In Lord Jim Conrad uses what Edward Said has aptly called narrative 'presentation'7 to establish a repetitive chain of impressions, of ways of seeing, that link Jim, Stein, Marlow, the frame narrator (who not only reports Jim's own thoughts but also Marlow story of Jim), and by implication also Conrad and the reader. This does not mean that the characters' identities collapse into one. But it does mean that in Lord Jim as in Heart of Darkness, the customary opposition between individual identity, group identity, and even national identity may be misleading.
In Conrad it is narrative identity which is 'primitive' and fundamental. Appropriating one of MacIntyre's key points, Cave finds that 'identity is that which is contained in the narrative of the self, however incompatible its different elements and however uncomfortable their juxtaposition' (117). This generalised point bears a striking relevance to Conrad's fictional narratives.
Marlow's identity is formed, questioned, and reformed as his narrative about Jim develops. Marlow's identity is of course marked by his background, including his professional seamanship and British citizenship. But his identity also receives formative impulses from a French lieutenant and a German collector of butterflies. Thus, identity-formation in Lord Jim is closely associated with, and approximates to, a 'European identity'.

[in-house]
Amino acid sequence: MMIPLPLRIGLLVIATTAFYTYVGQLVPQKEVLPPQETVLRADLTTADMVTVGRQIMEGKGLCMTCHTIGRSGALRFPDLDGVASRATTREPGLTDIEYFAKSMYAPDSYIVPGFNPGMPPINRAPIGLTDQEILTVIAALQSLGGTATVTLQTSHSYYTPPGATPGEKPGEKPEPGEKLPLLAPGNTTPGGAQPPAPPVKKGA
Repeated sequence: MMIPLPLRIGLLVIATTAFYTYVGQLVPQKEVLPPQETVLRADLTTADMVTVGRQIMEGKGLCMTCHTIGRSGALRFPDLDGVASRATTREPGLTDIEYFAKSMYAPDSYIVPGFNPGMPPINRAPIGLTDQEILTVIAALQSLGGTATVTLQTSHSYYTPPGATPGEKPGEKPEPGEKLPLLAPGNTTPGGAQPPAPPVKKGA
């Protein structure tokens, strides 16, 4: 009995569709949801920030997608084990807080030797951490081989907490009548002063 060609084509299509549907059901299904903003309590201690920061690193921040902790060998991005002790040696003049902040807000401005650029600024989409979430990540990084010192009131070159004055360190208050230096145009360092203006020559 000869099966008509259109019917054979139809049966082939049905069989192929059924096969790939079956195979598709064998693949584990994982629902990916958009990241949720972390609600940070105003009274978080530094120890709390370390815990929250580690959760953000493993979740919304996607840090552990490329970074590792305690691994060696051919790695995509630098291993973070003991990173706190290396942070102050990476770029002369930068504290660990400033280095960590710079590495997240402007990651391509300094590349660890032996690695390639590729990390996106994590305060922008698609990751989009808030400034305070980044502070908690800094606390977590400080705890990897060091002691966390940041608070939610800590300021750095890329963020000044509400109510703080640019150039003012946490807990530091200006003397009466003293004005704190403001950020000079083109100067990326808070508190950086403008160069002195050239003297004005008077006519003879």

Najder on Conrad
Since this locution is, and needs to be, rather imprecise in order to be sufficiently inclusive, we may ask – in the case of Conrad, and with a view to Heart of Darkness and Lord Jim in particular – what are the most significant constituent aspects of his European identity. One of the best accounts of this issue is given by Najder in Conrad in Perspective. As Najder notes, 'Conrad felt at home in several European national civilisations and raised in his work issues both characteristic of and relevant to them' (167). Moreover, as the narrative discourse of Lord Jim illustrates, Conrad uses his knowledge of various European traditions 'to look at the described events from different angles. His European multiculturalism was ineluctably linked to his condition as an exile and with what Anne Luyat-Moore aptly calls 'la nécessaire étrangeté'; it made him particularly sensitive to cultural differences' (CIP 168, Luyat-Moore 118). Najder concludes that we may call Conrad